We Asked Interior Designers to Predict Summer's Biggest Home Design Trends—Here's What They Said

We Asked Interior Designers to Predict Summer's Biggest Home Design Trends—Here's What They Said

We’ve put away our pink blazers (hello, Barbiecore), retired our dreams of spending the warm months in Italy living a tomato girl summer (at least until next year), and hung up our oversized linen and roomy white slipcovers (just kidding, we’re never giving up on the coastal grandmother aesthetic). 

But what will be the next big "-core" of summer 2024? Can something bold overtake cottagecore? Or are we destined for another year of chintz, vintage lace, and dainty oil paintings? With trends flying by as quickly as the talk of TikTok getting banned, it’s anyone’s guess. But we asked designers for their predictions, and here are the aesthetics they say to look out for.

Surf Cottagecore: Beachy Casual

"I think this summer's trend is going to be surf cottagecore," says Bethany Adams, Principal Interior Designer of Bethany Adams Interiors. Just in time for warm summer breezes and the smell of saltwater in the air, Adams reports seeing more dark olive tones with blonde wood, evoking a cool, casual surf cottage vibe. Think of the look you’d expect when you see an old woody station wagon with a surf rack on top parked outside of a cedar shake cottage. You peer inside, and it’s effortlessly stylish, with a minimalist, utilitarian look that feels both warm and light.

Shaolin Low, CEO of Studio Shaolin, echoes the beachside sentiment. "I’ve been watching the series The Summer I Turned Pretty, and I’m loving the nostalgia and charm of romanticizing living in a small coastal town," she says. She’s turning to breezy linens, woven textures, and natural materials like rattan and driftwood to get this cool-girl aesthetic. "This look has furniture with clean lines, stripes, and a laid-back vibe. I’m picturing lazy days spent by the shore, a salty breeze, and the treasure of living in seasons, so you can truly appreciate the glow of summer," Low says.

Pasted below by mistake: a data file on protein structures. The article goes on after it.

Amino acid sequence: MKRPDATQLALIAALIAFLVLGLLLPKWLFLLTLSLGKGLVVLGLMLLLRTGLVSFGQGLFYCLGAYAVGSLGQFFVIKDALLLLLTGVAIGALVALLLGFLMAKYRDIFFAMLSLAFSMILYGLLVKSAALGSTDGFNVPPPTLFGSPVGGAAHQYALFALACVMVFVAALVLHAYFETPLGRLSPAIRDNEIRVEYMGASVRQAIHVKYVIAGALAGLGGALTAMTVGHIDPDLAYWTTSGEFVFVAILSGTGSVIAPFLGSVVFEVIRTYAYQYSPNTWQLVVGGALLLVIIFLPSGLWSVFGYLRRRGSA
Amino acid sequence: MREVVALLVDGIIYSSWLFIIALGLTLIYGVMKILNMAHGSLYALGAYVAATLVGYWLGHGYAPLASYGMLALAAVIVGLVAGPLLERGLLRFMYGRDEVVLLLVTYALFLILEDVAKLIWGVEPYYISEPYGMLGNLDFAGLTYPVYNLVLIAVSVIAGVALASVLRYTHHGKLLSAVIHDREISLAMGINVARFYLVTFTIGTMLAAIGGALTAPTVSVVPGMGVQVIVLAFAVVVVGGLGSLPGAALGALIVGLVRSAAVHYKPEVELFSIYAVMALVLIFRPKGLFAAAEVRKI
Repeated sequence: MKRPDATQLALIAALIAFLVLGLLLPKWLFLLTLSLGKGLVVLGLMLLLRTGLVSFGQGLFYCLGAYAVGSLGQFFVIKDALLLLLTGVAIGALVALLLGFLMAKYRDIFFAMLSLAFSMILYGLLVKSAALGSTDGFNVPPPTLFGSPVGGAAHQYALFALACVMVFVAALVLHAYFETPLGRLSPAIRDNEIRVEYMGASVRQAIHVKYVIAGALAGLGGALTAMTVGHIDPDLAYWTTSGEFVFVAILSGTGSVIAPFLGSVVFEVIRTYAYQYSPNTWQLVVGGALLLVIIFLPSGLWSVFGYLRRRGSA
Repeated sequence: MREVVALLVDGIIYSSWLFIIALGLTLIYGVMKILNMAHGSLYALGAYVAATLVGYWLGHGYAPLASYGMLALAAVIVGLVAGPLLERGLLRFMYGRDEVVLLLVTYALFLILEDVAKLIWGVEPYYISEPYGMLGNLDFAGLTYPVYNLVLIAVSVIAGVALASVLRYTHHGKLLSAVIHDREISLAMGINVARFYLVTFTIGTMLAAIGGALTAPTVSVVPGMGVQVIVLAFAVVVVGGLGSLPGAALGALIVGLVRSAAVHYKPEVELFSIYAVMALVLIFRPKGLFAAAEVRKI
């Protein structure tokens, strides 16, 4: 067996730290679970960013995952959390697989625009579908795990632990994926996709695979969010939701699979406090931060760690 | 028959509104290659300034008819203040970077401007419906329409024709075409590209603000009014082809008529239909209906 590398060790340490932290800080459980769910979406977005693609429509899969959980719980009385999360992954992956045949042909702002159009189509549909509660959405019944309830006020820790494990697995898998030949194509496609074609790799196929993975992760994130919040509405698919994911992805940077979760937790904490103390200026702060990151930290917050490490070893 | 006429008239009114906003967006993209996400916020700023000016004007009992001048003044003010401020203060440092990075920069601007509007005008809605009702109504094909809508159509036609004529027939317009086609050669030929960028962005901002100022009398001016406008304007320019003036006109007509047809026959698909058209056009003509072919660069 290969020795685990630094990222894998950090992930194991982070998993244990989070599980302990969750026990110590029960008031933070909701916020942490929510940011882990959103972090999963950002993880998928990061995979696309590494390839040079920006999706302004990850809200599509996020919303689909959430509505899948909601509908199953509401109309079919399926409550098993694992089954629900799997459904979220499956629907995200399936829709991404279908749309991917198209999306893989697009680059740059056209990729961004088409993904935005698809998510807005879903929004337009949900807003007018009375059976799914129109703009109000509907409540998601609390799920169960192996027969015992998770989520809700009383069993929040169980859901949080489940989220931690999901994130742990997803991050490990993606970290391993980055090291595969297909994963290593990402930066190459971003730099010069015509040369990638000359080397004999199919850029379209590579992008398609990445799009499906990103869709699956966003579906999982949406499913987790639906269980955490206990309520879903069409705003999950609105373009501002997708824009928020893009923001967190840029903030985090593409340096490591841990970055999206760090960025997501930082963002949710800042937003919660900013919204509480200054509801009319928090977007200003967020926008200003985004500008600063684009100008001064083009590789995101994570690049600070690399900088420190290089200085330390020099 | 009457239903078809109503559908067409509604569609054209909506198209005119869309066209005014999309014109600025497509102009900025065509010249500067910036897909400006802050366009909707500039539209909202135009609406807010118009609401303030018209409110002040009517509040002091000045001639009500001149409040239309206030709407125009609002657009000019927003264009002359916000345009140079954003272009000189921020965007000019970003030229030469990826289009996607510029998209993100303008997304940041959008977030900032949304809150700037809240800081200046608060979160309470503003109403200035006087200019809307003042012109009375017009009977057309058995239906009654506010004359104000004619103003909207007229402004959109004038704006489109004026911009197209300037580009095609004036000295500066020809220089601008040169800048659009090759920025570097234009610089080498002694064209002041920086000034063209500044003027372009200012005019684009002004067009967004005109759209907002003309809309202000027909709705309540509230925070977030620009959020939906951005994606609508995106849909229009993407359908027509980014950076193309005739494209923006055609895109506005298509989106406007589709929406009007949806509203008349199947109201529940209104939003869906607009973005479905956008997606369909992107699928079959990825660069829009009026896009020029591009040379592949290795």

"Even when the look is incredibly luxe, there's this undercurrent of California-casual to it, like you could just come in from the beach all sandy and put your feet up on the incredible live-edge modernist coffee table," says Adams. Throw on your jean shorts and start clearing the clutter because, as she explains, this is a place where the beers are always chilled, the woods are bleached and matte, and the mood is ultra-relaxed.

Nostalgiacore: Cozy Vintage

The love for secondhand and vintage isn’t going anywhere, but now it’s also extending past décor into a look that’s intentionally lived in—and it's all about nostalgia. Think of your grandma’s home with a homemade afghan and several family portraits but without the doilies. You want this space to feel broken in, comfortable, and welcoming. It’s a home that feels like a hug. 

"The collected, layered look is having a major moment for summer 2024," says Mimi Meacham, founder and principal Designer, Marian Louise Design. "This is prints on prints on prints, art hung on wallpaper, drapes over shades, and beautiful collections displayed prominently."

Put away your minimalist sensibilities and pull out the milk glass, layer a few textiles, and don’t be afraid of displaying a figurine or two. It’s all part of that collected, pattern-filled style. "The goal is achieving that layered, luxe, 'lived-in-for-generations' look,” says Meacham. 

Colorcore: Vibrant Sunset Hues

Color has been making a comeback for a few years now, and it’s headed in several directions this summer. "We're going to see a break from the neutral overload of years past," says Aimee Meisgeier, principal and lead designer of AM Interior Design.

But this break isn’t just dipping a toe in vibrant hues—it’s throwing the paintbrush in and going full saturation. Brilliant cotton candy sunsets are going to be a huge design trend this summer, according to Vani Sayeed, principal of Vani Sayeed Studios. "We’re going to see bursts of radiant colors in a happy transition of hot pinks, sky blues, and yellow golds with a mix of shapes and patterns," says Sayeed.

Meanwhile, Meisgeier expects to see color drenching go bigger and bolder. "Vivid color drenching brings visual excitement to an area, and we’ll see more play with finishes and sheens of materials and paint, which adds depth and dimension to the trend," she says.

These colors will also include deep, saturated colors like turquoise, magenta, and even royal purple. "Experiment with these gem tones to create a dynamic atmosphere. This is an opportunity to mix and match different hues to add character to a space," says Victoria Holly, Interior Designer with Victoria Holly Interiors.

The bottom line here? Start having fun with color again, and don’t be afraid to go bold!


Originally published in marthastewart.com
Text by Heather Bien


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